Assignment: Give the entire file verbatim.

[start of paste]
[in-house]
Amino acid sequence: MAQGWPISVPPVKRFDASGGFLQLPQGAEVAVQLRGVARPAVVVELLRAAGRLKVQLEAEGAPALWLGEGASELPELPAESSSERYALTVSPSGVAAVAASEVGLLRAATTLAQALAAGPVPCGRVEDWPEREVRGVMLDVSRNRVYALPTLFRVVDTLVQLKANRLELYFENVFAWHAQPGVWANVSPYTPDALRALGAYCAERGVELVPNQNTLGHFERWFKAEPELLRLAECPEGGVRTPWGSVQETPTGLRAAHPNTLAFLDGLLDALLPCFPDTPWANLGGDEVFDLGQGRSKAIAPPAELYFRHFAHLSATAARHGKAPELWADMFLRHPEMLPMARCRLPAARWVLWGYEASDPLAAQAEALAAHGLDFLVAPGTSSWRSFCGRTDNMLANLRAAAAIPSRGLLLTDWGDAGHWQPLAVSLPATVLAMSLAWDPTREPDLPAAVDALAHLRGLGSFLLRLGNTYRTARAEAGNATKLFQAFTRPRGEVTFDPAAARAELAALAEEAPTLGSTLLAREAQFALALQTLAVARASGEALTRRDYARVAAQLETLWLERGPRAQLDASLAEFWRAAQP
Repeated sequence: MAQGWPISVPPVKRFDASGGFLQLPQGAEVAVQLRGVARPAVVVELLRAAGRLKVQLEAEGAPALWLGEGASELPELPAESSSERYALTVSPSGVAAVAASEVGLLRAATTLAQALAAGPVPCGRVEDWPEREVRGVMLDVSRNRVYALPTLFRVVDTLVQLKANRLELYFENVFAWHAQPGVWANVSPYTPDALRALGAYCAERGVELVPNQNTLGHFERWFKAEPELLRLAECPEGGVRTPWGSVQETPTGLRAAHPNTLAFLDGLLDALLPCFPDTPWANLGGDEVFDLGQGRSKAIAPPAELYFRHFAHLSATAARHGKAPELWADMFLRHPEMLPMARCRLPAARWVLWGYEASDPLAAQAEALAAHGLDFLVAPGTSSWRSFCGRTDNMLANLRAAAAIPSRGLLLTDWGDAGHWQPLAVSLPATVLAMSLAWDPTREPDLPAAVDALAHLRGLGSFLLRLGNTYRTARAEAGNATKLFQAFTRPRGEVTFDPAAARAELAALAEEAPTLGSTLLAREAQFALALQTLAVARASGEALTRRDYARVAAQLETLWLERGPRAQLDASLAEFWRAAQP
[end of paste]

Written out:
[in-house]
Amino acid sequence: MAQGWPISVPPVKRFDASGGFLQLPQGAEVAVQLRGVARPAVVVELLRAAGRLKVQLEAEGAPALWLGEGASELPELPAESSSERYALTVSPSGVAAVAASEVGLLRAATTLAQALAAGPVPCGRVEDWPEREVRGVMLDVSRNRVYALPTLFRVVDTLVQLKANRLELYFENVFAWHAQPGVWANVSPYTPDALRALGAYCAERGVELVPNQNTLGHFERWFKAEPELLRLAECPEGGVRTPWGSVQETPTGLRAAHPNTLAFLDGLLDALLPCFPDTPWANLGGDEVFDLGQGRSKAIAPPAELYFRHFAHLSATAARHGKAPELWADMFLRHPEMLPMARCRLPAARWVLWGYEASDPLAAQAEALAAHGLDFLVAPGTSSWRSFCGRTDNMLANLRAAAAIPSRGLLLTDWGDAGHWQPLAVSLPATVLAMSLAWDPTREPDLPAAVDALAHLRGLGSFLLRLGNTYRTARAEAGNATKLFQAFTRPRGEVTFDPAAARAELAALAEEAPTLGSTLLAREAQFALALQTLAVARASGEALTRRDYARVAAQLETLWLERGPRAQLDASLAEFWRAAQP
Repeated sequence: MAQGWPISVPPVKRFDASGGFLQLPQGAEVAVQLRGVARPAVVVELLRAAGRLKVQLEAEGAPALWLGEGASELPELPAESSSERYALTVSPSGVAAVAASEVGLLRAATTLAQALAAGPVPCGRVEDWPEREVRGVMLDVSRNRVYALPTLFRVVDTLVQLKANRLELYFENVFAWHAQPGVWANVSPYTPDALRALGAYCAERGVELVPNQNTLGHFERWFKAEPELLRLAECPEGGVRTPWGSVQETPTGLRAAHPNTLAFLDGLLDALLPCFPDTPWANLGGDEVFDLGQGRSKAIAPPAELYFRHFAHLSATAARHGKAPELWADMFLRHPEMLPMARCRLPAARWVLWGYEASDPLAAQAEALAAHGLDFLVAPGTSSWRSFCGRTDNMLANLRAAAAIPSRGLLLTDWGDAGHWQPLAVSLPATVLAMSLAWDPTREPDLPAAVDALAHLRGLGSFLLRLGNTYRTARAEAGNATKLFQAFTRPRGEVTFDPAAARAELAALAEEAPTLGSTLLAREAQFALALQTLAVARASGEALTRRDYARVAAQLETLWLERGPRAQLDASLAEFWRAAQP